It has been a long time coming, but I’m finally back to my muck raking ways. Last week, I was packing in as much as I could during my last week on the westcoast, so ThisAbility fell by the wayside. Then, not wanting to overshadow the Obamascension activities on Blog This! yesterday, I decided to put this week’s entry off by a day.
Barack Obama’s mention of people with disabilities at the end of voting night was not missed here, so it’s probably the least I could do.
Anyway, last time we were all together, I mentioned my quest to deconstruct the conflict between the medical model and social model in my own life, but then I saw yet another example of how the attitude that permiates the medical model has unconsciously infiltrated the most watched show on television–American Idol.
Scott MacIntyre auditioned in Pheonix on the season premiere. He is a man who is legally blind, and plays the piano, so he was immediately given the full inspirational-superhero-savant treatment with all the trappings. “Wow it’s really brave what you’re doing,” I heard one of the judges say. Only Simon didn’t seem to be fazed by the appearent bewilderment that came with MacIntyre actually leaving his house, making the trip and singing so beautifully. The medical model was there as subtext: How could he possibly show up and do this so well? Aren’t you supposed to be damaged? Aren’t you less than normal?
Obama coined the Audacity of Hope, but for the judges of American Idol, this was the audacity of a disabled man following a dream–how dare he!
The show seemed to be giving itself a pat on the back for sending this guy to the next round, like they bestowed upon him an opportunity only they could give. Not to take away from his talent or self-determination, but, in reality, he is only the latest in a series of piano playing blind singers. Ray Charles, Stevie Wonder and Andrea Bocelli all paved the way that made Scott MacIntyre a “safe” competitor for a record contract. Real change would’ve been to send a singer in a wheelchair to the next round. How often do we see that? Does the world really need another blind piano playing vocalist?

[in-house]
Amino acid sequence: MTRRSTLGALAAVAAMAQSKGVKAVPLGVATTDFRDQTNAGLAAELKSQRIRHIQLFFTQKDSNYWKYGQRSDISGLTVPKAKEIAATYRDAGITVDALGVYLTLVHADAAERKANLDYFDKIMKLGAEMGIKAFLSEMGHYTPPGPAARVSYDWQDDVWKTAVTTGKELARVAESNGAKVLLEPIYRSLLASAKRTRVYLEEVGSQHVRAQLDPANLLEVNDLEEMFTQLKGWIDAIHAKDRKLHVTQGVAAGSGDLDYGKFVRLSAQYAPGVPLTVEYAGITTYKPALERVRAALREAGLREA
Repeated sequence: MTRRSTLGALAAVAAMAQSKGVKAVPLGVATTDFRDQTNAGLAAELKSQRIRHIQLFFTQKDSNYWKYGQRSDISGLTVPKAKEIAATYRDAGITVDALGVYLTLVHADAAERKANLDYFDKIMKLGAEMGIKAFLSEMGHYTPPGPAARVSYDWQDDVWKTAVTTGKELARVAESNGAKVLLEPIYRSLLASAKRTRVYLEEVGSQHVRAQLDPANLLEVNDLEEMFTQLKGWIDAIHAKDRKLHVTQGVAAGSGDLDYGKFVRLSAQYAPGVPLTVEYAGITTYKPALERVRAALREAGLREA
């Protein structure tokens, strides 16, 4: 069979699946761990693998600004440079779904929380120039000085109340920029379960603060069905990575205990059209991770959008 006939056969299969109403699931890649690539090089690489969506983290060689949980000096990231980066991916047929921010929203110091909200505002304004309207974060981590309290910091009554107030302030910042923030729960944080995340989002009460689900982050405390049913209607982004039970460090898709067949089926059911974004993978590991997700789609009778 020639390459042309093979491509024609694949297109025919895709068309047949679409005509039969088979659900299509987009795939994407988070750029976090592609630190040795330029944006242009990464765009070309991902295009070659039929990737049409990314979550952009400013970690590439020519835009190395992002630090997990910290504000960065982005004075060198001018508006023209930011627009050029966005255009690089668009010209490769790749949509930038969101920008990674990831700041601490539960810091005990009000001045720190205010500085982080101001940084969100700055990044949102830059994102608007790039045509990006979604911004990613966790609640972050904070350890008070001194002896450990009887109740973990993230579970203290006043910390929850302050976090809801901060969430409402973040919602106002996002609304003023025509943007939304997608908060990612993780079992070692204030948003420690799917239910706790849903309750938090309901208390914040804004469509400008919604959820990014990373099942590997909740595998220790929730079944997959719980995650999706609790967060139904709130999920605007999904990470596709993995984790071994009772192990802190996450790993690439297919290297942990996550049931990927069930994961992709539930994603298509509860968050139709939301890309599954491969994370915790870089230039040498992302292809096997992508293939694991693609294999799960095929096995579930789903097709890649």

Of course, a blank cheque for achievement is even worse. Sending a no-talent hack in a chair, just because you want to be progressive, discredits the disabled community even more. It shouldn’t be a news flash, but we all want to compete on our own real merits like the rest of the world. How MacIntyre is treated in the next few rounds will really tell the tale,I guess.
What happened during the post-audition interview maybe a thornier issue, but it’s all in how you interpret it…
Yes, Ryan Seacrest tried to high-five a blind guy. For most people, (just read the comments) this is dumb and disrespectful on his part. If Scott could see Seacrest’s awkward “expectant hand in waiting” moment, his response may have been, “Uuh Ryan, you dolt, I’m blind!” Seacrest knew Scott was blind going into the audition room and it’s not like he doesn’t have personal experience melding a person’s disability with social grace. He is, after all, the chosen protege of Dick Clark, someone who deals with the after effects of a stroke everyday. You’d think that their close working relationship over the last few years would give Seacrest unique insight into the general social etiquette associated with disability. Or at least, give him enough pause to think through his next move.
Then again, isn’t Seacrest’s natural respose in this instance exactly what should’ve happened in the audition room moments before? His momentary lapse means he legitimately forgot to see Scott’s disability. He saw the person first, isn’t that true equality? Too me, reaching for Scott’s hand was more of a no-no, as an invaision of personal space. Seacrest would be better served letting McIntyre handle it his own way by saying, “I want to give you a high-five, is it okay if I grab your hand?” After all, how does Ryan really know how Scott takes on high-fives in his own daily life?
People shouldn’t feel uncomfortable in voicing their legitimate questions about disability, it’s not like there’s anything in media teaching them what is proper. How can we really expect people to know how to interact with disabled people when they’re barely ever seen at all? When in doubt, ask the question because making assumptions is where we get in trouble.
Scott Macintyre photo courtesy of www.myspace.com/scottmacintyre
Aaron is a freelance journalist living in Toronto. His work has appeared in Financial Post Business, Investment Executive Newspaper, and TV Week Magazine, along with Askmen.com. He is a regular contributor to Abilities Magazine and is currently plotting a weekly web comic called GIMP, with artist Jon Duguay, about a handicap school bus driver who wakes up after a crash to find he’s the last able-bodied person on earth — and he’s being hunted.